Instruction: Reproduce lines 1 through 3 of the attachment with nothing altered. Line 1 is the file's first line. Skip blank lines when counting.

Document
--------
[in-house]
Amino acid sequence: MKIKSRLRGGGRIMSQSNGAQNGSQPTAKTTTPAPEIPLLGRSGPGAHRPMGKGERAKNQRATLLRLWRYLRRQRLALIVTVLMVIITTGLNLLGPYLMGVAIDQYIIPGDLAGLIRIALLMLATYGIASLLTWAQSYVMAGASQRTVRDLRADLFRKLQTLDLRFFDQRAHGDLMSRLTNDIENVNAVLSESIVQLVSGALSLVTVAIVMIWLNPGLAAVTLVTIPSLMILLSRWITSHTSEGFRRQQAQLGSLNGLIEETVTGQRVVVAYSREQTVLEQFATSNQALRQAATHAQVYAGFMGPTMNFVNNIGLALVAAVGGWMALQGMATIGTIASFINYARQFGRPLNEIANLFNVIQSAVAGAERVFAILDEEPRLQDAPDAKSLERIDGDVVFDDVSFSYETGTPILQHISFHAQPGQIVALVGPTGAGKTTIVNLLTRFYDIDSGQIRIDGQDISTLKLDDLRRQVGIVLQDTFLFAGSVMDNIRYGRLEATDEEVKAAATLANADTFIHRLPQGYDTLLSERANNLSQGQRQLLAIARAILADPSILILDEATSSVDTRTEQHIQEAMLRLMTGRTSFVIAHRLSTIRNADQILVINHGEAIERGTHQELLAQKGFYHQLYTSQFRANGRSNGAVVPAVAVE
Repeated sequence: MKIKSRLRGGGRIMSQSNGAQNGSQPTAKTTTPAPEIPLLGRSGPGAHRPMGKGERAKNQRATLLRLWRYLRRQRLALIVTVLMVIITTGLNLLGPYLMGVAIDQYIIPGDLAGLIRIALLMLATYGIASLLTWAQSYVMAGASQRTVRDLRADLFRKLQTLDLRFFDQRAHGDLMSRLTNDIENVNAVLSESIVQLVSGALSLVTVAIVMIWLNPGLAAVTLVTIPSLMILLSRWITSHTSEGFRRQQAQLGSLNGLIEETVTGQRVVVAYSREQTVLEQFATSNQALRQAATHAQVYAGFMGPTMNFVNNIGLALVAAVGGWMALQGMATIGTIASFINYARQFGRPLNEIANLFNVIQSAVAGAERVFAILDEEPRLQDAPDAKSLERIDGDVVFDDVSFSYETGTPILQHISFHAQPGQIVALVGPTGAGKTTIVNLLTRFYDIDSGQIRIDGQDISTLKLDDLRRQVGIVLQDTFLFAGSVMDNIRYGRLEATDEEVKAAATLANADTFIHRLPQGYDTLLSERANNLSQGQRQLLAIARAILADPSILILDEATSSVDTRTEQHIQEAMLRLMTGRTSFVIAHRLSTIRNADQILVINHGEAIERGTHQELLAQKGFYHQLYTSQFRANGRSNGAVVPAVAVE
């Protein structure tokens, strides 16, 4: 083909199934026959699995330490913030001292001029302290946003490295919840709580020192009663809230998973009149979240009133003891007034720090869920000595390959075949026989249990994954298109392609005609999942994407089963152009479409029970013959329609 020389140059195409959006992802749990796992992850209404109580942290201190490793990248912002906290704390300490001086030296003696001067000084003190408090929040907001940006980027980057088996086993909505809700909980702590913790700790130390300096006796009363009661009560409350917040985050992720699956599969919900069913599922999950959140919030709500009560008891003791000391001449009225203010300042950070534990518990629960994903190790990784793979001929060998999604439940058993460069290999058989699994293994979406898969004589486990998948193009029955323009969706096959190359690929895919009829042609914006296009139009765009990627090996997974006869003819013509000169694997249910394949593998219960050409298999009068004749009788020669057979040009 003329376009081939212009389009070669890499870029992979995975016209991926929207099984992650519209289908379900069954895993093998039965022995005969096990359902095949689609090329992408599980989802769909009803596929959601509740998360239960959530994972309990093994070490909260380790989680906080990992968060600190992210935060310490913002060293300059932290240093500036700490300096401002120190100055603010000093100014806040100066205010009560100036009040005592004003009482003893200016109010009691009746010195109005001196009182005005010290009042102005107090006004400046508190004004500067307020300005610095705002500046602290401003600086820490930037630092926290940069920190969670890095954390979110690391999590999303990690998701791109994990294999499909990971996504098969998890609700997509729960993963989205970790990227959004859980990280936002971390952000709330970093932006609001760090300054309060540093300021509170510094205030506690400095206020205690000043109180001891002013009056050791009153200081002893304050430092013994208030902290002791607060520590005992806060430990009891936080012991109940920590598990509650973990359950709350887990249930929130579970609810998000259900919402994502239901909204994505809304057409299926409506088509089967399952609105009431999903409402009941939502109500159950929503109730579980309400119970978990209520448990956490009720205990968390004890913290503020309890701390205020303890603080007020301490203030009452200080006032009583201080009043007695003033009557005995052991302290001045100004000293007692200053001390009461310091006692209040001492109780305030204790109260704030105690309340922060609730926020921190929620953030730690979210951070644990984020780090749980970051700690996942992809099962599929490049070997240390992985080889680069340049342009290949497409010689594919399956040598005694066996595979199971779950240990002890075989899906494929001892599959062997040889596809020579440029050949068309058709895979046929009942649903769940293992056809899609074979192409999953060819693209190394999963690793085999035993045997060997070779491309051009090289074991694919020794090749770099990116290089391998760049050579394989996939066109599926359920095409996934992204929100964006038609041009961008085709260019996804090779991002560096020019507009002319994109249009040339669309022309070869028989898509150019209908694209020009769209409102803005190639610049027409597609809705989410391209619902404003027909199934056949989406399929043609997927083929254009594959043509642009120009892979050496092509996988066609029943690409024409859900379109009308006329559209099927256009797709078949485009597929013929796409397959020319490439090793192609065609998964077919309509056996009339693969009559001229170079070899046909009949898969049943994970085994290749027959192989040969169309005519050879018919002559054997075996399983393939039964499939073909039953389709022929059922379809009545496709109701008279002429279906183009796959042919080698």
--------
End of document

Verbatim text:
[in-house]
Amino acid sequence: MKIKSRLRGGGRIMSQSNGAQNGSQPTAKTTTPAPEIPLLGRSGPGAHRPMGKGERAKNQRATLLRLWRYLRRQRLALIVTVLMVIITTGLNLLGPYLMGVAIDQYIIPGDLAGLIRIALLMLATYGIASLLTWAQSYVMAGASQRTVRDLRADLFRKLQTLDLRFFDQRAHGDLMSRLTNDIENVNAVLSESIVQLVSGALSLVTVAIVMIWLNPGLAAVTLVTIPSLMILLSRWITSHTSEGFRRQQAQLGSLNGLIEETVTGQRVVVAYSREQTVLEQFATSNQALRQAATHAQVYAGFMGPTMNFVNNIGLALVAAVGGWMALQGMATIGTIASFINYARQFGRPLNEIANLFNVIQSAVAGAERVFAILDEEPRLQDAPDAKSLERIDGDVVFDDVSFSYETGTPILQHISFHAQPGQIVALVGPTGAGKTTIVNLLTRFYDIDSGQIRIDGQDISTLKLDDLRRQVGIVLQDTFLFAGSVMDNIRYGRLEATDEEVKAAATLANADTFIHRLPQGYDTLLSERANNLSQGQRQLLAIARAILADPSILILDEATSSVDTRTEQHIQEAMLRLMTGRTSFVIAHRLSTIRNADQILVINHGEAIERGTHQELLAQKGFYHQLYTSQFRANGRSNGAVVPAVAVE
Repeated sequence: MKIKSRLRGGGRIMSQSNGAQNGSQPTAKTTTPAPEIPLLGRSGPGAHRPMGKGERAKNQRATLLRLWRYLRRQRLALIVTVLMVIITTGLNLLGPYLMGVAIDQYIIPGDLAGLIRIALLMLATYGIASLLTWAQSYVMAGASQRTVRDLRADLFRKLQTLDLRFFDQRAHGDLMSRLTNDIENVNAVLSESIVQLVSGALSLVTVAIVMIWLNPGLAAVTLVTIPSLMILLSRWITSHTSEGFRRQQAQLGSLNGLIEETVTGQRVVVAYSREQTVLEQFATSNQALRQAATHAQVYAGFMGPTMNFVNNIGLALVAAVGGWMALQGMATIGTIASFINYARQFGRPLNEIANLFNVIQSAVAGAERVFAILDEEPRLQDAPDAKSLERIDGDVVFDDVSFSYETGTPILQHISFHAQPGQIVALVGPTGAGKTTIVNLLTRFYDIDSGQIRIDGQDISTLKLDDLRRQVGIVLQDTFLFAGSVMDNIRYGRLEATDEEVKAAATLANADTFIHRLPQGYDTLLSERANNLSQGQRQLLAIARAILADPSILILDEATSSVDTRTEQHIQEAMLRLMTGRTSFVIAHRLSTIRNADQILVINHGEAIERGTHQELLAQKGFYHQLYTSQFRANGRSNGAVVPAVAVE